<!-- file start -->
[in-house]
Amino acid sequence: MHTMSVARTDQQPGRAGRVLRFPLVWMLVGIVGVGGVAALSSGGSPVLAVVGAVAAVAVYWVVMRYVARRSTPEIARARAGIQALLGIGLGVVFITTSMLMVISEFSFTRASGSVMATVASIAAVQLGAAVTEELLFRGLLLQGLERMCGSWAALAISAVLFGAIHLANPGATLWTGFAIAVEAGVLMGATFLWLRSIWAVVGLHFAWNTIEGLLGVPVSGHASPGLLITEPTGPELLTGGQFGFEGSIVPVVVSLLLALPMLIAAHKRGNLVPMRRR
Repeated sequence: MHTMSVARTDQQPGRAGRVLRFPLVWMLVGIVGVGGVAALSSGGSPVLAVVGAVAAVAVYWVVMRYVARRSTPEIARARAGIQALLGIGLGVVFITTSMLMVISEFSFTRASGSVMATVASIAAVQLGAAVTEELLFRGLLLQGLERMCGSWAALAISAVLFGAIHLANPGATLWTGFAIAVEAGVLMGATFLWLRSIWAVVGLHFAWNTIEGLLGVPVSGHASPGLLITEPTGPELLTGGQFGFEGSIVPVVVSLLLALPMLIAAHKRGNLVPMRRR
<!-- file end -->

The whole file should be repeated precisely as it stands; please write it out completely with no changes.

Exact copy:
[in-house]
Amino acid sequence: MHTMSVARTDQQPGRAGRVLRFPLVWMLVGIVGVGGVAALSSGGSPVLAVVGAVAAVAVYWVVMRYVARRSTPEIARARAGIQALLGIGLGVVFITTSMLMVISEFSFTRASGSVMATVASIAAVQLGAAVTEELLFRGLLLQGLERMCGSWAALAISAVLFGAIHLANPGATLWTGFAIAVEAGVLMGATFLWLRSIWAVVGLHFAWNTIEGLLGVPVSGHASPGLLITEPTGPELLTGGQFGFEGSIVPVVVSLLLALPMLIAAHKRGNLVPMRRR
Repeated sequence: MHTMSVARTDQQPGRAGRVLRFPLVWMLVGIVGVGGVAALSSGGSPVLAVVGAVAAVAVYWVVMRYVARRSTPEIARARAGIQALLGIGLGVVFITTSMLMVISEFSFTRASGSVMATVASIAAVQLGAAVTEELLFRGLLLQGLERMCGSWAALAISAVLFGAIHLANPGATLWTGFAIAVEAGVLMGATFLWLRSIWAVVGLHFAWNTIEGLLGVPVSGHASPGLLITEPTGPELLTGGQFGFEGSIVPVVVSLLLALPMLIAAHKRGNLVPMRRR